This week’s episode marks six months of writing as the character known as the @UCI_Overlord on twitter. What started as a parody of Pat McQuaid, the current head of the UCI, turned into a commentary on the happenings in cycling, by using that voice to make overt and sometimes covert disclosures on what happens behind the scenes in cycling.
Somewhere along the way, some of the comments began to strike a chord with many behind the Swiss curtain that is professional cycling. Many of those who are professional riders, support staff, team owners, team managers, journalists, pundits, and avid fans began sending me important information about corruption at the UCI level, the federation level, and the team level to truly show what those in this sport are up against when all they want to do is ride their bike fast and have a good support group help them accomplish their goals.
My real life job affords me travel around various parts of the world, and sometimes allows me to interact with individuals within the sport, meeting face-to-face to truly understand what they are up against in order to get those bicycles on the road. I’ve had numerous phone calls, skype chats, facebook chats, DMs, with those who are considered to be influential in the sport. I am not paid to do this, and in spite of some organizations asking me to be paid to do this “commentary” I’ve resisted and will continue to resist as I feel it’s important to maintain editorial neutrality when discussing what is occurring.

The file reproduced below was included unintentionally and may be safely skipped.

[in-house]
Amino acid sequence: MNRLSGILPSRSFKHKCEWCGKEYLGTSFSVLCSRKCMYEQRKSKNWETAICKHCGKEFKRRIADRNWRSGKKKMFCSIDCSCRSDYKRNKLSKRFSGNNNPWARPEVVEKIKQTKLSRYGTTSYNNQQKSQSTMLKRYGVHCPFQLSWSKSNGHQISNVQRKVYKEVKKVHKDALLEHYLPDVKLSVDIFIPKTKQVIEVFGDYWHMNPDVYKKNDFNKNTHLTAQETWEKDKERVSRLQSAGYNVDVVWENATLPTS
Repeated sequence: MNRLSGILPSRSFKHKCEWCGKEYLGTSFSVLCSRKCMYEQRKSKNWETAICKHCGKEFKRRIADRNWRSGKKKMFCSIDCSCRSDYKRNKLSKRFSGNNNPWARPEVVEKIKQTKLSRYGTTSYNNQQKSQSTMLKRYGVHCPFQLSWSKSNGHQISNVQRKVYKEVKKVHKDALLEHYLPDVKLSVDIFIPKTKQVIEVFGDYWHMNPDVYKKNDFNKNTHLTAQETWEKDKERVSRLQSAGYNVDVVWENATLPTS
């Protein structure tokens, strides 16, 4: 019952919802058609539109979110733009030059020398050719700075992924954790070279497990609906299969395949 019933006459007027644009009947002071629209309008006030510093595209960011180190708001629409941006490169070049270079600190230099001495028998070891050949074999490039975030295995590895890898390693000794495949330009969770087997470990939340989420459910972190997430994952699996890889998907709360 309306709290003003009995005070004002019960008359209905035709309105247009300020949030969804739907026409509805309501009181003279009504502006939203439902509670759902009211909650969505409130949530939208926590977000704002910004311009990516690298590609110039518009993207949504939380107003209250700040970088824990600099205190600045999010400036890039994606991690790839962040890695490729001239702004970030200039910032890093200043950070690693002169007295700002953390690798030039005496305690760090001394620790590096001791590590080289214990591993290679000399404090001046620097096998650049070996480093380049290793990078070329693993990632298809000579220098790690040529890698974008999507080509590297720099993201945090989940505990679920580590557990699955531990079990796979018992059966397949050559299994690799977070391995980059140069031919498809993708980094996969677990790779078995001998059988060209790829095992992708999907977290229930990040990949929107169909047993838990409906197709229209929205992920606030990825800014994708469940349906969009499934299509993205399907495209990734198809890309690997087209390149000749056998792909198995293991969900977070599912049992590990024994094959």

Some people over the past year have attempted to take pot shots as they feel that I have some sort of agenda that hasn’t been revealed. Of course, many have discovered it is tough to take pot shots at someone who is after transparency in the sport from the governance level to the rider level. My “agenda” is one of inclusion for all in the conversation of cycling, rather than exclusion of some to the benefit of the very few. This agenda includes traditional journalists whom I have given information so they may fill in the gaps to many of their stories, as well as to bloggers, the twitterati, and hopefully to the general cycling community.
Many people have sent me emails or messages saying how the jokes or scenarios that I write about are very close to the reality in the sport, or somehow manage to end up being the truth that is uncovered weeks or months after the Dispatch has been written. That’s because mostly everything that is written is based upon true events, relayed to me by insiders in the sport who wish to remain anonymous. I do have to change the circumstance in many cases to protect those who have provided the “leak.” In some cases, the Dispatch contains the entire truth that is to be revealed at a later date publicly by those directly involved.